It’s Monday, What are You Reading is a meme hosted by Jen from Teach Mentor Texts and Kellee and Ricki from Unleashing Readers (new host of Monday reading: Kathryn T at Book Date). Since two of our friends, Linda from Teacher Dance and Tara from A Teaching Life have been joining this meme for quite awhile now, we thought of joining this warm and inviting community.
I rarely review novels (as they take a great deal from me), but it does look like that would change a fair bit this year as I read more full-length novels connected to our reading themes. Ordinarily, I would not have selected these two novels on my own, but that’s the whole idea behind having a bimonthly reading theme, it stretches our reading boundaries further, allowing us to discover books/authors we would otherwise not have known.
When We Collided
Written by: Emery Lord
Published by: Bloomsbury, 2016 ISBN: 1619638452 (ISBN13: 9781619638457). Literary Awards: Schneider Family Book Award (2017), Goodreads Choice Award Nominee for Young Adult Fiction (2016)
Borrowed from the Jurong West Public Library.
This book is written in two voices: there is seventeen year old Jonah Daniels who lives in what I imagine to be a small Gilmore Girls town – perfect vacation spot where people know everyone. He belongs to a huge family, and is currently reeling from the death of his father, coping with his mother’s debilitating depression, and taking care of his younger siblings, as he himself struggles to establish a sense of normalcy on a daily basis. And yes, this good-looking, responsible, thoughtful young man can cook (his father owned a restaurant where he moonlights as a chef). This book definitely made me hungry:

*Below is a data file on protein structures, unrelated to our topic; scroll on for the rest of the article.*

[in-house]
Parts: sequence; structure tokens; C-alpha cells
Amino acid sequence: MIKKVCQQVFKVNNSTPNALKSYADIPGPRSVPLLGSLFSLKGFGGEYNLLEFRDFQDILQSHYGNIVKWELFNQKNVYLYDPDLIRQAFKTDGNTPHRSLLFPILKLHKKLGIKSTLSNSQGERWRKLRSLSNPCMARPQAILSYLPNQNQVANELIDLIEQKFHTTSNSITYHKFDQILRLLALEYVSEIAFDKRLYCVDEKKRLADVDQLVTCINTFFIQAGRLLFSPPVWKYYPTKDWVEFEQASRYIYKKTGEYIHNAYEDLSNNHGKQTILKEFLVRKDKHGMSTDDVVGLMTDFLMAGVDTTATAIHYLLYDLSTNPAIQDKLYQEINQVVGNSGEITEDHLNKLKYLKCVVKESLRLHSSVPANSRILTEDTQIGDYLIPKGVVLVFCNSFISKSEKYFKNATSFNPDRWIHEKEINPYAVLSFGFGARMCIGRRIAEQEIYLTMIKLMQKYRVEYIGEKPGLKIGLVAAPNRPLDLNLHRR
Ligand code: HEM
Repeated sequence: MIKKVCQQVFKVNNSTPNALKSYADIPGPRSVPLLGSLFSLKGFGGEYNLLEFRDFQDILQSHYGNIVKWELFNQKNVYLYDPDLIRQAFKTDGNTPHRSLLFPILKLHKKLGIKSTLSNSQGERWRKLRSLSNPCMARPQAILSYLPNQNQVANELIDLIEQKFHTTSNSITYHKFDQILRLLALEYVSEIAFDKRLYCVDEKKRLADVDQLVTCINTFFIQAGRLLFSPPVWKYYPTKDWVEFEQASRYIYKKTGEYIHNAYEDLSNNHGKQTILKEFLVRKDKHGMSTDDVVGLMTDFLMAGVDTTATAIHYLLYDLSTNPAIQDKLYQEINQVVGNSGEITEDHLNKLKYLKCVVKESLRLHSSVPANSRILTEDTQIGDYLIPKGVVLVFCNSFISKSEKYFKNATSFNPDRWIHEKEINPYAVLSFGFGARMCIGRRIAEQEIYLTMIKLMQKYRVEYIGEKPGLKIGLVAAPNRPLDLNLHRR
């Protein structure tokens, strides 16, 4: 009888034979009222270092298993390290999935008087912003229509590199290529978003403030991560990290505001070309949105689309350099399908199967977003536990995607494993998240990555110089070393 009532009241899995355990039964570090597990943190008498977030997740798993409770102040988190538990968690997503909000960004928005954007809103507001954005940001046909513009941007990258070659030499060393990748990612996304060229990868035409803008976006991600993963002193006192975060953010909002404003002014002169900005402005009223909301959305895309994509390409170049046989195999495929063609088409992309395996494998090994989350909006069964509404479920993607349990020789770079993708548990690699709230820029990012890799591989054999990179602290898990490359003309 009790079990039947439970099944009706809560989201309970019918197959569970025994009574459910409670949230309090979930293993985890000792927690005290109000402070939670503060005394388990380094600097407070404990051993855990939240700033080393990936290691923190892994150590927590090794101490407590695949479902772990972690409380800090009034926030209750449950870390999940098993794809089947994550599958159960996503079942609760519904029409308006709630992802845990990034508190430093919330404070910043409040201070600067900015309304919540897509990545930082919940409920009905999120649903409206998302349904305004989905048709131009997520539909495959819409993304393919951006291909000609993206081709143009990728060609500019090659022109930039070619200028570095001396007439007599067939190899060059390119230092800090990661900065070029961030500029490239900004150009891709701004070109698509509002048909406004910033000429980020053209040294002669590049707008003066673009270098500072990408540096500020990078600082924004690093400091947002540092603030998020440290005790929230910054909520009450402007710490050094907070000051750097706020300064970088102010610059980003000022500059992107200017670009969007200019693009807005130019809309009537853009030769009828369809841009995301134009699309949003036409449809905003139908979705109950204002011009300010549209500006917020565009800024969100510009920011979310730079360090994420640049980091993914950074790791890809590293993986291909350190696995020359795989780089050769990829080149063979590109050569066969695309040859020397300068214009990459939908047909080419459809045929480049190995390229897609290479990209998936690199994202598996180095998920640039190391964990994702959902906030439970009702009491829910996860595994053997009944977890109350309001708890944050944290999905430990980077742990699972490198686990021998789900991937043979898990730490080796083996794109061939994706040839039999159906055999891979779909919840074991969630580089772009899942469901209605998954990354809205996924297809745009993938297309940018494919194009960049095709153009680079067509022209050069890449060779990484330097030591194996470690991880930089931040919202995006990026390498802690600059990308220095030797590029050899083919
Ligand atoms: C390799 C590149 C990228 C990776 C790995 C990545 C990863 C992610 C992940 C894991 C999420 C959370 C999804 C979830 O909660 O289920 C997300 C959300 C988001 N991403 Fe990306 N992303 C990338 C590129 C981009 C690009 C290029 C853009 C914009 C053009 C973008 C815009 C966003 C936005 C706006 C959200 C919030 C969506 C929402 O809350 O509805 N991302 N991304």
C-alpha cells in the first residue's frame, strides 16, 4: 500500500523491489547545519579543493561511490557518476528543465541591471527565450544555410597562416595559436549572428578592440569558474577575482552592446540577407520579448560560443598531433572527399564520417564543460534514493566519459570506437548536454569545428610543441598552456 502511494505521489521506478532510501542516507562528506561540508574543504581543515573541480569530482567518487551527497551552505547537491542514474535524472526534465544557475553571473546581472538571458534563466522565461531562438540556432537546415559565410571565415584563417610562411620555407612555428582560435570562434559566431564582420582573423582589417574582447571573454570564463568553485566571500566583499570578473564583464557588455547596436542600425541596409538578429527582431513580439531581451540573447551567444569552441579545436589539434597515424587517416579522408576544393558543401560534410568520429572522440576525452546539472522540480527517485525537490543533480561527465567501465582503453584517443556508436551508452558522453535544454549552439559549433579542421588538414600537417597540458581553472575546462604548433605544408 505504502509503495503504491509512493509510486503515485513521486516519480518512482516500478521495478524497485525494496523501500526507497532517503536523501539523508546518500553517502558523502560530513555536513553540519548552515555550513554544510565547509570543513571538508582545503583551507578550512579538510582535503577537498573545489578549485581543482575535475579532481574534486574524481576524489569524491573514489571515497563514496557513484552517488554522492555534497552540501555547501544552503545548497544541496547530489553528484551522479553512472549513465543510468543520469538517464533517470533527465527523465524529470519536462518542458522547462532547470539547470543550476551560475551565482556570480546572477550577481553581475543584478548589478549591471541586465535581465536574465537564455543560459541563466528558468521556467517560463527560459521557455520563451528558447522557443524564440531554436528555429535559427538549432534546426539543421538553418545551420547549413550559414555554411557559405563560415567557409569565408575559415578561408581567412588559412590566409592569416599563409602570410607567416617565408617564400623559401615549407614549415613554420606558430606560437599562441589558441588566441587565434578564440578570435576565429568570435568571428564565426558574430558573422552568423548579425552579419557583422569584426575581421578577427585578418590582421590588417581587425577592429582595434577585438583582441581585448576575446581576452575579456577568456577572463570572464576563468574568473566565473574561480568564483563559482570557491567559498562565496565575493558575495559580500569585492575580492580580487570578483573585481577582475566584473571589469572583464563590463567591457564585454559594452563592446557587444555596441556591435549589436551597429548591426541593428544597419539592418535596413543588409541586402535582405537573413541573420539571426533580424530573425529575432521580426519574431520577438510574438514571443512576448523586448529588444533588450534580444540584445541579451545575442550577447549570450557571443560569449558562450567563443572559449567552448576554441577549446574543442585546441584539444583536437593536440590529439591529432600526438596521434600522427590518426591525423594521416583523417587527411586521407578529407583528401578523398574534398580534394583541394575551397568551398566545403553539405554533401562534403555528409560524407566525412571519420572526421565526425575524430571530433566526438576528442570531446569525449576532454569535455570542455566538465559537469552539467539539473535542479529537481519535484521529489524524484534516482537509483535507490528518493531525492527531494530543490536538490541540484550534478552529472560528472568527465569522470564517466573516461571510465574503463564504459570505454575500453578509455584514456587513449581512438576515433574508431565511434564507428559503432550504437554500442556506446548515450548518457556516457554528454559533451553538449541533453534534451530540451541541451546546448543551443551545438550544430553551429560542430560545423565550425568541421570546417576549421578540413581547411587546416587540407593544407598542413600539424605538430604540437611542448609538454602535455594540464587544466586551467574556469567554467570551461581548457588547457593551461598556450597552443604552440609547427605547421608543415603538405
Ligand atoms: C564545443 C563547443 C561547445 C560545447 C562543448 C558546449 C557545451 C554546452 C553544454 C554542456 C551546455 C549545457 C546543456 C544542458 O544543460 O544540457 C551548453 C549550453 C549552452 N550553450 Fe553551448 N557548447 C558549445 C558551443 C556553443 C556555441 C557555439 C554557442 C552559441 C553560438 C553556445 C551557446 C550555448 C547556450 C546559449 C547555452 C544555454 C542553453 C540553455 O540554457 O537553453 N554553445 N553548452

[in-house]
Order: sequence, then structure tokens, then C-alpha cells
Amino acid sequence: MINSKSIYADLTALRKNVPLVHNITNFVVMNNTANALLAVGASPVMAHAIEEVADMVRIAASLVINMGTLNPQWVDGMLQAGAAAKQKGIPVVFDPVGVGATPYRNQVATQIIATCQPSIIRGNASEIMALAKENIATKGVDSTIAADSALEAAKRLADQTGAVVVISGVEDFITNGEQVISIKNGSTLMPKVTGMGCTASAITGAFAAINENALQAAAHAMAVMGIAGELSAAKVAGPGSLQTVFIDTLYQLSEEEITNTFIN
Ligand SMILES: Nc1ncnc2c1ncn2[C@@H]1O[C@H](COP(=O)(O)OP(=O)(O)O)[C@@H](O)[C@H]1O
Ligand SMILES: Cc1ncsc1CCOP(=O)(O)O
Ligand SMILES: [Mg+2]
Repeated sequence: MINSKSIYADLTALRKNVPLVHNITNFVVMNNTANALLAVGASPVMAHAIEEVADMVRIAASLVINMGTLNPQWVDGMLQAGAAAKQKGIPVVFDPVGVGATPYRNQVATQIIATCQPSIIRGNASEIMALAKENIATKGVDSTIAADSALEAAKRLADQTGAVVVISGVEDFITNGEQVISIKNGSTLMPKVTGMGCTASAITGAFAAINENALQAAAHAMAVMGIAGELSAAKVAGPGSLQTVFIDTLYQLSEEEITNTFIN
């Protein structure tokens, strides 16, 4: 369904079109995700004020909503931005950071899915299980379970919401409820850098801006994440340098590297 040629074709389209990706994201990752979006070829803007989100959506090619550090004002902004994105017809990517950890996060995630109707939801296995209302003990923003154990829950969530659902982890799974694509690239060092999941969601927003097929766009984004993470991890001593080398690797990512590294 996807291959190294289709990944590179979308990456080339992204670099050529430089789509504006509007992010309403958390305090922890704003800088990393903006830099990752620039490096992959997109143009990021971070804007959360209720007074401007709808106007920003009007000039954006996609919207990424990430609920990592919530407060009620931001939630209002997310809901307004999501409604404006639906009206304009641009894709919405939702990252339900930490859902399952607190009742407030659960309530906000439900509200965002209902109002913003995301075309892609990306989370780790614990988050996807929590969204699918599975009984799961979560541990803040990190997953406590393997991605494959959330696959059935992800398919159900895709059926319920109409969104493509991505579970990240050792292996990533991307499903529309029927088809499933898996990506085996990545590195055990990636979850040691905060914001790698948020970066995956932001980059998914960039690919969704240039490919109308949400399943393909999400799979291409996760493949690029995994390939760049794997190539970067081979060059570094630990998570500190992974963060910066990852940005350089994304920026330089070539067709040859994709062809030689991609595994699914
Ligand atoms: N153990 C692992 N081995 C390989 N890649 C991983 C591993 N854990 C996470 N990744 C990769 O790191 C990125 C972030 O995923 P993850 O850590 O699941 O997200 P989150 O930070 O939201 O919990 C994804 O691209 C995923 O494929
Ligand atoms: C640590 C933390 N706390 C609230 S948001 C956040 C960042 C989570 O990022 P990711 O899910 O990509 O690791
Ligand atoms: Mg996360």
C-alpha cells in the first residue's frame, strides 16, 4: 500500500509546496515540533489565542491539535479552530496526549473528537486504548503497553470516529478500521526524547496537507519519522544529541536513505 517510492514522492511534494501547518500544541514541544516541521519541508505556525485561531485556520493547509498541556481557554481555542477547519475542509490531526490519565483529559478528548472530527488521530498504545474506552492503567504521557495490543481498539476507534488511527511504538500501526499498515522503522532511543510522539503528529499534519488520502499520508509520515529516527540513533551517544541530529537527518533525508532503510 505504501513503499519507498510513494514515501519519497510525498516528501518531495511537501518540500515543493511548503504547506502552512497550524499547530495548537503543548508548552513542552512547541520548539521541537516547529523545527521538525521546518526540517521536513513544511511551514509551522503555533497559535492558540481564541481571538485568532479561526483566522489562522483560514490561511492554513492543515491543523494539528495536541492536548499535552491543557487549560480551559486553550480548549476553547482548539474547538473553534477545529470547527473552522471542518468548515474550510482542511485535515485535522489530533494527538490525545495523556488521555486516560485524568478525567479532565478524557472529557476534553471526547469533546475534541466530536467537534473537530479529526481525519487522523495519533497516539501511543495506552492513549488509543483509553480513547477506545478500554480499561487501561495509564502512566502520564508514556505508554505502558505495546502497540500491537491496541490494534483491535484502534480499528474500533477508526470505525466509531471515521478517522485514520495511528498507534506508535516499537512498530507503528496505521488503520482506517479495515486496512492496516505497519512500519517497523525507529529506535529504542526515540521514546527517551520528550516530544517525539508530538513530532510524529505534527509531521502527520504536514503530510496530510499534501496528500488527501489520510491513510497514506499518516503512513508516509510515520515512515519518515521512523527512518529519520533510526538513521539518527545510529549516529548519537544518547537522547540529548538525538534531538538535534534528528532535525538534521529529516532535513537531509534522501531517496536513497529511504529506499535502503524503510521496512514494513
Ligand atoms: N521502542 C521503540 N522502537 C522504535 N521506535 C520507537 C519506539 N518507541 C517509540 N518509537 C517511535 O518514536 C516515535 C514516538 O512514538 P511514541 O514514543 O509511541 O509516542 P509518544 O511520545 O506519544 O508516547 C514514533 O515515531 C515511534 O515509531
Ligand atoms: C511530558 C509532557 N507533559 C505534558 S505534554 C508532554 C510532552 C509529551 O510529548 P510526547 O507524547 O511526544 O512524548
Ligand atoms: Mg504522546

Enter Vivi Alexander, a vacationer who sports a Marilyn Monroe hairstyle because why not? A luminous being who carves her initials into trees, bedposts – for her to fully embrace being in the here and now. She is vibrant with a thousand things going on all at once in her mind, as she takes on life in a Vespa and incandescent colours, throwing her pills ever-so-casually into the sea – because she does not want her capacity to absorb everything around her diminished. Naturally, it is a summer romance waiting to happen.
While I do enjoy alternating viewpoints, it took me awhile to get into the novel as I felt that Jonah’s voice was not distinct enough from Vivi – although as the story progressed, one can discern this more clearly. I like how the potential love triangle did not really play out as much as is customary in most YA novels – but just a hint, a smidgen of what could be. I also find that I could not resonate with Vivi while I sympathized more with Jonah – but perhaps that could be part of the author’s intention. It may be the psychologist-mode in me kicking in, as I see Vivi veering into inevitable disaster when she discontinued taking her pills that would regulate her emotions. But it does show that vision of life-in-hyperdrive as Vivi became increasingly manic – especially when she tried to discover her father’s identity, kept hidden from her by her single mother (whom I adored by the way, although I did feel that she was way too indulgent and clearly overcompensating for something). How she came into her own, realizing the significance of her own person, despite or in spite of her father’s absence – was also done fairly realistically, no neat endings, no easily-resolved conflicts. While she is her father’s daughter, she is also not her father’s daughter. This would definitely be a hit for readers who enjoyed Nicola Yoon’s Everything Everything or Jennifer Niven’s All The Bright Places.